Thursday, November 4, 2010

Returning to an old friend

The Ear, the Eye and the Arm by Nancy Farmer
 I must admit, I have always been a serial rereader and as a child I reread The Ear, the Eye and the Arm, as well as A Girl Called Disaster about five times each . I decided to return to The Ear to see how it holds up.
            It’s set in Zimbabwe in 2194, and it follows the three children of the Chief of Security:  Tendai (13), Rita (11) and Kuda (4). Since their father so powerful and has eliminated almost all the gangs, he is always afraid that his children will be kidnapped as a way to get back at him. Instead the children are homeschooled and never experience much of the outside world. As well, since their parents are always working, they live surrounded by robots and are watched over  by the childlike Mellower, who is a professional Praise Singer. Unfortunately, this makes it very hard for Tendai and Rita to get their explorer badge in Scouting, so they ask  the Mellower to help them leave the house for a day to go from one part of the city to another. The Mellower hypnotizes their father during Praise into giving them codes out of the house, as well as money for the bus and for food. However, the three children have no experience of the real world, including how to pay for food and how to take the bus and they are promptly kidnapped. When their parents realize what has happened they hire detectives.  The Ear, the Eye and the Arm were born in Hwange village, where their mothers were exposed to plutonium in the water. Each of the detectives has specialized mutations, including amazing hearing, amazing sight, and the ability to sense other people’s feelings, and occasionally read minds. The novel follows Tendai as he tries to bring his sister and brother home, and the detectives as they try to find the children.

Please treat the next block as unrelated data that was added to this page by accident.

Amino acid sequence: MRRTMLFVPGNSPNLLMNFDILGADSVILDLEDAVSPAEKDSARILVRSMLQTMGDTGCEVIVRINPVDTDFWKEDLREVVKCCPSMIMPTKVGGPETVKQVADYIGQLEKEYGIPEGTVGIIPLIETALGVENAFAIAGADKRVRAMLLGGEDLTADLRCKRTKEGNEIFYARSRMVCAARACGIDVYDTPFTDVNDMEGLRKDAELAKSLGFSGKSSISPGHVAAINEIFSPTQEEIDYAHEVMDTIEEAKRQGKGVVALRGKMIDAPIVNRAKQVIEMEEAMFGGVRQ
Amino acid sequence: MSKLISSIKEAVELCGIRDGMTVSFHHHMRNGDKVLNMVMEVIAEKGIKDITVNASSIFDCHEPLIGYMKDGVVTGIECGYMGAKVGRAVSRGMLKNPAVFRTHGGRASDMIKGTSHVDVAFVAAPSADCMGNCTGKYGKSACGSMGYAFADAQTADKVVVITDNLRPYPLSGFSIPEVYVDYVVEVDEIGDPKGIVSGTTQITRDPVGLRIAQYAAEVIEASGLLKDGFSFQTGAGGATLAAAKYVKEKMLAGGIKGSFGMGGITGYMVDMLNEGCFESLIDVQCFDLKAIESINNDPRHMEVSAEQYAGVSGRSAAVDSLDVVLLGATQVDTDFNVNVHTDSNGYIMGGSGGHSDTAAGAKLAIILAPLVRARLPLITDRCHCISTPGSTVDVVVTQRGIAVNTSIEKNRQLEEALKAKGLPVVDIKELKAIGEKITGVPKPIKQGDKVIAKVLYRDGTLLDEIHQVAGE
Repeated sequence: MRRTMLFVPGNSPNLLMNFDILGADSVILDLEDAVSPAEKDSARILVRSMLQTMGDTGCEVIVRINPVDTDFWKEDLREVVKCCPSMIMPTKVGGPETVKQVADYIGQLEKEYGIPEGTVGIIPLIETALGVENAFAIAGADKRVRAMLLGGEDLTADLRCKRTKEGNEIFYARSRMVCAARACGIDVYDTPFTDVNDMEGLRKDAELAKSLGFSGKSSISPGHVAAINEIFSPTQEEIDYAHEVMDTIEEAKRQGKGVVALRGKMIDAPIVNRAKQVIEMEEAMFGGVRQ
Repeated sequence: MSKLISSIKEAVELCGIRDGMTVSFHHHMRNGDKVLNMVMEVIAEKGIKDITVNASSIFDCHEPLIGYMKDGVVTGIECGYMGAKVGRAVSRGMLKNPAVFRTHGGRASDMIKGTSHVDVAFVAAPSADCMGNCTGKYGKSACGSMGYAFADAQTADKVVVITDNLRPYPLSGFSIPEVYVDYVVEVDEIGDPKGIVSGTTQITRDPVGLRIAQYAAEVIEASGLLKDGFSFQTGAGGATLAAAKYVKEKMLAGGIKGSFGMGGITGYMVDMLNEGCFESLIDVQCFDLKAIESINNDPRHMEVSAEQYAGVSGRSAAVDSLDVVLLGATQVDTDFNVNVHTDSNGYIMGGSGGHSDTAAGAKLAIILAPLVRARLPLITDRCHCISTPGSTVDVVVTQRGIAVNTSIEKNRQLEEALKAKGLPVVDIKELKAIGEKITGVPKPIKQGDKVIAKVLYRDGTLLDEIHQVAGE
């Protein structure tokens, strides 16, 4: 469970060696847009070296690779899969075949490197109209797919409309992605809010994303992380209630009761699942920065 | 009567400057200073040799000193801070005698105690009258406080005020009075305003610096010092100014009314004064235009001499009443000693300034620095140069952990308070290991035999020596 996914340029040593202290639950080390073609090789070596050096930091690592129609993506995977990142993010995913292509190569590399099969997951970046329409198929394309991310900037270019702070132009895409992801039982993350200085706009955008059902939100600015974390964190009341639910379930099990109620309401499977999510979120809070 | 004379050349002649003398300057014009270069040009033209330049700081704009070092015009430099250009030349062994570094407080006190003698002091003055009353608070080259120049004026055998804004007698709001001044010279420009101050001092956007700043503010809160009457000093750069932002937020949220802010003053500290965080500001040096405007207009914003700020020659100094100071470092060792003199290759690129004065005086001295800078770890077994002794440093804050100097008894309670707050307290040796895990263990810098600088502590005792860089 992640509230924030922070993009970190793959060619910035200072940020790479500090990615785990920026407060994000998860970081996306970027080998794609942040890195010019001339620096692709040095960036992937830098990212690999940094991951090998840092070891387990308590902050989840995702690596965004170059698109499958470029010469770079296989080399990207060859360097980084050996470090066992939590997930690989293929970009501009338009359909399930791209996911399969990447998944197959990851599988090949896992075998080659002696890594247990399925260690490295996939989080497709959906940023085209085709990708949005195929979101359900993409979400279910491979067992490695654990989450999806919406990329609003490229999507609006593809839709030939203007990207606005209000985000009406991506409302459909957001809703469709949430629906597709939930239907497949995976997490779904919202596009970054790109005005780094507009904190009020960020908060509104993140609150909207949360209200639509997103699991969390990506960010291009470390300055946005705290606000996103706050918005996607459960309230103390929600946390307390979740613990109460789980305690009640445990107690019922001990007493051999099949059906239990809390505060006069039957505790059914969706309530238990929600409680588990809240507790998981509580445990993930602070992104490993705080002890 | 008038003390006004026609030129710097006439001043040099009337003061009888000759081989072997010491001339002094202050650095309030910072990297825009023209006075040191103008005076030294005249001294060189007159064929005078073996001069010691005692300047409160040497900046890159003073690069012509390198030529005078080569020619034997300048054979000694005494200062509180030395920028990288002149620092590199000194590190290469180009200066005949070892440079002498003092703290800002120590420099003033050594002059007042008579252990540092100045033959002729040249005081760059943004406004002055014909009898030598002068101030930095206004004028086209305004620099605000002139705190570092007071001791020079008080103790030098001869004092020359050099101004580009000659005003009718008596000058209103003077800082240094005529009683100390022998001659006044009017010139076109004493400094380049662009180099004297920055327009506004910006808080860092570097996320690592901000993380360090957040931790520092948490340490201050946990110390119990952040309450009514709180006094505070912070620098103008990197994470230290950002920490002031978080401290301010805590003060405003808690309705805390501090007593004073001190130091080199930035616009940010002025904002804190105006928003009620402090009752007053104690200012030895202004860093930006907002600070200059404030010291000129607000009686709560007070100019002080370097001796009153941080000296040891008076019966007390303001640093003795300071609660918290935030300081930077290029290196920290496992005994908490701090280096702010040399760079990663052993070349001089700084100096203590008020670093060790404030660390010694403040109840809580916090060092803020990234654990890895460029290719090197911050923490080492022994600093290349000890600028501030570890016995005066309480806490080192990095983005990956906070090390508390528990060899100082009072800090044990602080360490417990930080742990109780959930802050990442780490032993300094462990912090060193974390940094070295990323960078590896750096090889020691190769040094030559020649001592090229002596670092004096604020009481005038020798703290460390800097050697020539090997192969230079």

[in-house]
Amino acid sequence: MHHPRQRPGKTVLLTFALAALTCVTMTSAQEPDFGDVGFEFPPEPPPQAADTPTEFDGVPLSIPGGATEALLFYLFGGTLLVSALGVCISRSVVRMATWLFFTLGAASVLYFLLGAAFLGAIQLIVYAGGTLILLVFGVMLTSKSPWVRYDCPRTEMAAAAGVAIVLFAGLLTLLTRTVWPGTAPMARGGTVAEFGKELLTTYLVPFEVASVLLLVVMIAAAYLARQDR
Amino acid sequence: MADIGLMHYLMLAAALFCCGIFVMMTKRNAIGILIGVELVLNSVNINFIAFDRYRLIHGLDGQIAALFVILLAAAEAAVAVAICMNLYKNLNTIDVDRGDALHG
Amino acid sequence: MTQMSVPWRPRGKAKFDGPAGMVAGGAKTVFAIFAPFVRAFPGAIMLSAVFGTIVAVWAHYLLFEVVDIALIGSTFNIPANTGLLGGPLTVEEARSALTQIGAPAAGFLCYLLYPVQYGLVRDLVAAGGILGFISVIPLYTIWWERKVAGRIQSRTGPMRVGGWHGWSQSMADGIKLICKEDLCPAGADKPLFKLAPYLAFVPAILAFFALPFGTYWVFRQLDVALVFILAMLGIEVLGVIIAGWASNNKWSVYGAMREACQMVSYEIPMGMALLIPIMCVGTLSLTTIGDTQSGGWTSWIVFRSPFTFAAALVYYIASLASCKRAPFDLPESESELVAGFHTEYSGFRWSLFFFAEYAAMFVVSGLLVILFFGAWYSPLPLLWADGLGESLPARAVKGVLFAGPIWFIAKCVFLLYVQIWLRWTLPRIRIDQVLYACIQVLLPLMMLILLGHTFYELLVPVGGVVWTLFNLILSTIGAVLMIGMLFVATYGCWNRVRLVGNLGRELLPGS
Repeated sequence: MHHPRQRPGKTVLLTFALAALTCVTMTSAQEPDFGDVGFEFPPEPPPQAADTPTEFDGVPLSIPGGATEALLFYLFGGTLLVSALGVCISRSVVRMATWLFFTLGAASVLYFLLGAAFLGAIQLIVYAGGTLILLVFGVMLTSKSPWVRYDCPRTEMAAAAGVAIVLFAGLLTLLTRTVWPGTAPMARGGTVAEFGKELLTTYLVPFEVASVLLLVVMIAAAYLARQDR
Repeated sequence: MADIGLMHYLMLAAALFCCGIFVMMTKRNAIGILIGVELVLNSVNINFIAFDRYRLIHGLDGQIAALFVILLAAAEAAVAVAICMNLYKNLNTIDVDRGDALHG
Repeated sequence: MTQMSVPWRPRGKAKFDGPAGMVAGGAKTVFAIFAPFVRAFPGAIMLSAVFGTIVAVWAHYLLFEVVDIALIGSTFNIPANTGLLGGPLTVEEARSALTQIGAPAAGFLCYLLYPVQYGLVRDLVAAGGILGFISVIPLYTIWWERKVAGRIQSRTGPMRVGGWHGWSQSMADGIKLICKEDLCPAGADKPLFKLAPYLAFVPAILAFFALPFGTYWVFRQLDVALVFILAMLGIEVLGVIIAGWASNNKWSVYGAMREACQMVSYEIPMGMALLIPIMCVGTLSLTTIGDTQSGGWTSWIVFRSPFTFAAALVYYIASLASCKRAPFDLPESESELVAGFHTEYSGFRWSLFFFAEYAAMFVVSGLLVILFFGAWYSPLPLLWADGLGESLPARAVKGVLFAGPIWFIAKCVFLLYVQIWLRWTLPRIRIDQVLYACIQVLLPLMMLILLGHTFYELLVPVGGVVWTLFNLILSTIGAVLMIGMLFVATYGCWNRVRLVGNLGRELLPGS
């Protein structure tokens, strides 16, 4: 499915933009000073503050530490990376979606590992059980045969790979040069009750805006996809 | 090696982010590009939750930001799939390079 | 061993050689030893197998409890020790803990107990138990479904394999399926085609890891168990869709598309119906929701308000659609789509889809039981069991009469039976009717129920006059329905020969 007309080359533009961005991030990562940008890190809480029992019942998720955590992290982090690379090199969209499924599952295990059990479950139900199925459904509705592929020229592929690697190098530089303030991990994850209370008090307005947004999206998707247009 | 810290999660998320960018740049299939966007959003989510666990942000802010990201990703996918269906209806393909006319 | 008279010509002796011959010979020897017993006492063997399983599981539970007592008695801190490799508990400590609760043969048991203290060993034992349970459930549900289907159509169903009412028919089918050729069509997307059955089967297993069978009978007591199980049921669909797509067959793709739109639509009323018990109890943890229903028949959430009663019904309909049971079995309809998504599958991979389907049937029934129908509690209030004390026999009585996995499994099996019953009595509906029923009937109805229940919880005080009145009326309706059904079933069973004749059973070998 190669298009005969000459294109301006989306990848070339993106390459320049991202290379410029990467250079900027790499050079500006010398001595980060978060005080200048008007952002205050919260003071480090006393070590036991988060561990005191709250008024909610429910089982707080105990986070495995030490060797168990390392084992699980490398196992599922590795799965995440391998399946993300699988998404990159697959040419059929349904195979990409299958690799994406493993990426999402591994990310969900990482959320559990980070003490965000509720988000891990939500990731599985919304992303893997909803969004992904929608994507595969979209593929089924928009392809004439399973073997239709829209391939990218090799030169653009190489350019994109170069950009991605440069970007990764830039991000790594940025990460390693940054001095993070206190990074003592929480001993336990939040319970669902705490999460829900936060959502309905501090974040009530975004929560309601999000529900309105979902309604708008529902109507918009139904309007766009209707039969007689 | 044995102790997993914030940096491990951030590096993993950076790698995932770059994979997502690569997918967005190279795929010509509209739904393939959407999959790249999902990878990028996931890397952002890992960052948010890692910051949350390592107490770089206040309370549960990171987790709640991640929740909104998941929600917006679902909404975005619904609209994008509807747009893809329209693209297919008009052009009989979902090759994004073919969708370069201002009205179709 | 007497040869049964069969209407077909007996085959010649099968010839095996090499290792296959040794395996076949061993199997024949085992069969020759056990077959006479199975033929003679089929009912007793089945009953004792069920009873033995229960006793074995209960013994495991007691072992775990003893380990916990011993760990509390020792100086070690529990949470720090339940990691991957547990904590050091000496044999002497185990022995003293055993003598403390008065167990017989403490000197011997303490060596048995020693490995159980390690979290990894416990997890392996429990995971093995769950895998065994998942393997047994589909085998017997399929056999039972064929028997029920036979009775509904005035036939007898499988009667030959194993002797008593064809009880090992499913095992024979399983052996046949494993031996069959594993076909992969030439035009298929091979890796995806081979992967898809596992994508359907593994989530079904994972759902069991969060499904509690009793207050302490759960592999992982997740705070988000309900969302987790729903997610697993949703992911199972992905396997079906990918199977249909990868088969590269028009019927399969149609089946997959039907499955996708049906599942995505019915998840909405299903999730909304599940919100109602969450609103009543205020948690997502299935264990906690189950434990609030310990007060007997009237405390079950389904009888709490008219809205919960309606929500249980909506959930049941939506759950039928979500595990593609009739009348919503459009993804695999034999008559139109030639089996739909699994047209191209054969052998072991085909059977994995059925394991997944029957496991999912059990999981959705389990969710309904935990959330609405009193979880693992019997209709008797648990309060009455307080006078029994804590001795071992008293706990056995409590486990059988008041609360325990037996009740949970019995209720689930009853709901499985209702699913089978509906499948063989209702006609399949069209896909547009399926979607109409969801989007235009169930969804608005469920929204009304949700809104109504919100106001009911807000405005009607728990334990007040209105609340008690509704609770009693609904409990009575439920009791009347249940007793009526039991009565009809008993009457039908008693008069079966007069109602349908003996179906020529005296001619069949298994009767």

I still love this book because it has such a mishmash of genres. It’s sci-fi futuristic, it’s filled with adventure, there’s a coming of age story, there’s a detective story and  Shona beliefs about ancestors, spirits and witchcraft are integral to the plot. Ancestors can pass their gifts on to their descendants, and if it is necessary,  the mhondro or spirit of the land can enter people to help them save Zimbabwe. At one point, the children reach Resthaven, a walled community that decided 200 years ago to live as their ancestors did and to deny the advances of technology. Tendai loves the traditional village life because it feels so right, especially compared to his machine-filled home, but he can’t deny that there are some problems too.  In Resthaven, Rita has to work harder than he does because she’s a girl. As well, when twins are born, one must die, and the witch who cursed the mother and caused twins must be found and punished.  Traditional life isn’t seen as perfect, but it also isn’t denigrated as the bad old days.
  The novel also talks about the way that people put a blind eye to other people’s problems. The children had no idea that there were place like Dead Man’s Vlei, an old garbage dump, where people live and mine the plastic and other resources. The people who live there are seen as disposable people, out of sight, out of mind, but the Vlei is also a safe place for people who have been thrown out of regular society. A lot of stock is put in the way that too much Praise may help people feel so good that they ignore the experiences of others.
You are allowed to mock me, but I only found out that Nancy Farmer is white when I was in high school.  At first, it bothered me because I was concerned about appropriation and (when I was younger) authenticity, but rereading the novel again I think that it demonstrates a love for Zimbabwe and its people. It doesn’t make the country or the characters exotic and the appendix mentions that her explanation of the spirit world of the Shona, and of the Shona as a people is simplified because a young non-African audience might not understand. I did some research and found out that she worked as a scientific researcher in Mozambique and Zimbabwe from 1972 to 1988 and lived through some very dangerous situations, especially because there were civil wars occurring in both countries at the time. She returned to America mainly for her son’s sake. Rereading the novel now with that in mind, my main thoughts are that I hope that Zimbabwe can someday be as bright and peaceful as what she’s imagined, because right now it’s a dark, hard place.

No comments:

Post a Comment